I also got to ski for the very first time in my life which I was extraordinarily good at (I will try to put a more positive spin on my blog in the future after I have noticed that the most used tag on my posts is “Me complaining”, albeit I for the most part am fairly sarcastic whenever I complain on this blog). My sister was especially impressed of a situation where I, after having lost one ski after a spectacular stunt, managed to place myself in such a position that I started sliding backwards down the mountain on a single ski. I am definitely a natural at skiing. It was just such a nice feeling to see all the small kids speeding by me as if it is the most natural thing in the world to attach two extremely smooth (or whatever the word is) long planks to your feet and race down a steep mountain without any thought about what danger they put themselves in – while I was once again lying in the snow with my skis spread all over (or at least in two different places). I think that I, with just a bit of practice, will be able to participate in the next Winter Olympics. It should not be that hard to perform that much worse than the other Danish participants. Unfortunately I don’t have any pictures of my amazing achievements on the mountain so you will have to imagine those yourself.

Now when I am talking about skiing I remember that I haven’t been talking about my ankles for a while. Those who have been following my blog closely (which I think can be counted on one, normal, five-fingered hand) will probably remember that I have mentioned my ankles a couple of times but never during my seven part story about my trip to the South Island. And I even did a couple of hikes on that trip which should have put my week ankles at extreme risk. The thing is that I never did twist/roll my ankles on that trip. Paradoxically (I love a good paradox) I instead managed to twist my ankle on the middle of a street in a completely flat street in New York – something Skott and (a bit later) I thought was quite funny. I also did manage to damage my ankle on my skiing trip, actually a bit more seriously than I usually do. Everything seems fine now, though, thanks for asking. And that will be the last time (for a while) you will have to read about my ankles.

I also got to see a random basketball match in Boise. The best part was the entertainment in the breaks. Most of the time it was small kids performing stuff (crawl through hula hoop rings, drive around on plastic bikes or perform gymnastic moves) but the biggest standing ovation (during the ENTIRE night) was provoked by six free Domino’s pizzas which were handed out in one of the breaks. The crowd went nuts and the lucky winners seemed to be the happiest people in the world when they received their free pizza – I love USA.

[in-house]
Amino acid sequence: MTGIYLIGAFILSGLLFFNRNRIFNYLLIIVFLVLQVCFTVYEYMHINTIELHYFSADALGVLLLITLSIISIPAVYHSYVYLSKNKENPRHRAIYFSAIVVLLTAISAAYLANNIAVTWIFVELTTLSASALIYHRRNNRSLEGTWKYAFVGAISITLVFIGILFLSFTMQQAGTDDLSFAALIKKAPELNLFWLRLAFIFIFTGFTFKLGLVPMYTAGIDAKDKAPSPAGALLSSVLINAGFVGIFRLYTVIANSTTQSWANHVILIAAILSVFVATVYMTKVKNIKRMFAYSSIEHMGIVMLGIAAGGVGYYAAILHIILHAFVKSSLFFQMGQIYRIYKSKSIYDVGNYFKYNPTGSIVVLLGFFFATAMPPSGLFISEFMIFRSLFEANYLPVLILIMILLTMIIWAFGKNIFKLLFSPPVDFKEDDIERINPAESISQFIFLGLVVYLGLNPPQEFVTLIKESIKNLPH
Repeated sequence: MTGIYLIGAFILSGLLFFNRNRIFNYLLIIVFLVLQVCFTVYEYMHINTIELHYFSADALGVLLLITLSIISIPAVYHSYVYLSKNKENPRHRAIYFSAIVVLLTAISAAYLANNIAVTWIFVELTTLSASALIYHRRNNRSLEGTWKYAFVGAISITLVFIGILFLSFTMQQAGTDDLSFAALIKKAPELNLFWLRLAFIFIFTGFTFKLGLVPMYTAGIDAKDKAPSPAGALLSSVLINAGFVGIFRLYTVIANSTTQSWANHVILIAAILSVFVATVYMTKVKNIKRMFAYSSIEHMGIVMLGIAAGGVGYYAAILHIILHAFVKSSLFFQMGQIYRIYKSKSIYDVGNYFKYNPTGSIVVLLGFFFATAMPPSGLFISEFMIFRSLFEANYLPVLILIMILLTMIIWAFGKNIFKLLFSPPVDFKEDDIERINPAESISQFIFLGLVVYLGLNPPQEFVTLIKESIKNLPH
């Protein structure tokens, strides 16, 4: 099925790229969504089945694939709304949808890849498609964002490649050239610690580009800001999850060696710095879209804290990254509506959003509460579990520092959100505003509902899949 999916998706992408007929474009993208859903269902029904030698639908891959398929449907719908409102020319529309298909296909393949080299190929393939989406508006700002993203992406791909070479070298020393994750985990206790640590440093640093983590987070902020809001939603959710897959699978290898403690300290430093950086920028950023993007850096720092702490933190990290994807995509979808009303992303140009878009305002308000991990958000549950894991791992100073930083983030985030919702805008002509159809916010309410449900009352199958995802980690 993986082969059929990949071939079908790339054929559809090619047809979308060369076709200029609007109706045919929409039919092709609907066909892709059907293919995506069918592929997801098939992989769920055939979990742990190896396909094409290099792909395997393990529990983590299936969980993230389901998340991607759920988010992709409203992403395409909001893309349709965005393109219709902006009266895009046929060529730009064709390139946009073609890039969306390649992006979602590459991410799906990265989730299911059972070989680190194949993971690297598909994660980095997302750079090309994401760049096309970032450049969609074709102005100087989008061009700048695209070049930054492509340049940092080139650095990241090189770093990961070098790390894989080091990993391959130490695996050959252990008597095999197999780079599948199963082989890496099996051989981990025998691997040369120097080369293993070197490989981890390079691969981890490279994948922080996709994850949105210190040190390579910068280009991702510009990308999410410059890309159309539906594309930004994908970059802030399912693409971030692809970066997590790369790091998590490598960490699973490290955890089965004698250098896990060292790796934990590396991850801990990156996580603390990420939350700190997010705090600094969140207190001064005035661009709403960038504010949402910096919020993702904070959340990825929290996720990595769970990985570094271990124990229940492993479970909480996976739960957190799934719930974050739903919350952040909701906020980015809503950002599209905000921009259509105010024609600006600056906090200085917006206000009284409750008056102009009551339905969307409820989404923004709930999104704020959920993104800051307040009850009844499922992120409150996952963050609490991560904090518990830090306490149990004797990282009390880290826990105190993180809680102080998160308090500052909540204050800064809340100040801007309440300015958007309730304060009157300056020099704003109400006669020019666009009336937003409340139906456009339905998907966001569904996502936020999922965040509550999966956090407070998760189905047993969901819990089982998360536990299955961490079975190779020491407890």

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It might be a bit hard to see on the small picture but I will tell you what to look for: The woman calling somebody to tell that she just won a FREE pizza… and the man trying to do the Mexican Wave all by himself.

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Pepsi! I don’t even drink it that often but it was just an opportunity that couldn’t be missed.

Sunday I sadly had to leave Mie, Keith, Lucky and Java and continue towards New Zealand. It was a trip which did not offer as much excitement as in the airport in Chicago. However I did have to spend 10 hours in horrible LAX (which was planned from the beginning, though). Also, I had a fairly random short stop in Rarotonga, one of the Cook Islands in the middle of the Pacific. My guess is that it must be one of the smallest airports in the world (the population on the island is less than 15000) and I don’t even know if it can be classified as an airport. It did seem like an incredibly nice place and definitely not the worst place to have a small break, although it was only about an hour in a small closed off section of the “airport”.

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Rarotonga airport.

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Rarotonga definitely looked like a place worth visiting.

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Rarotonga from above.

Here, just before my arrival in New Zealand, I will leave you, dear reader, craving for more stories from my amazing journey. Since I know that I am slowly becoming somewhat of a “Master of Suspense” (one person has found this blog via Google by searching for “anti-climatic endings”) I can tease that my first week in New Zealand among other things included intense flat hunting… and, a bit more down to earth and closer to my everyday life: me waking up in a burning building. But that will have to wait till next blog post which hopefully will be put up before too long.

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2 Comments for this entry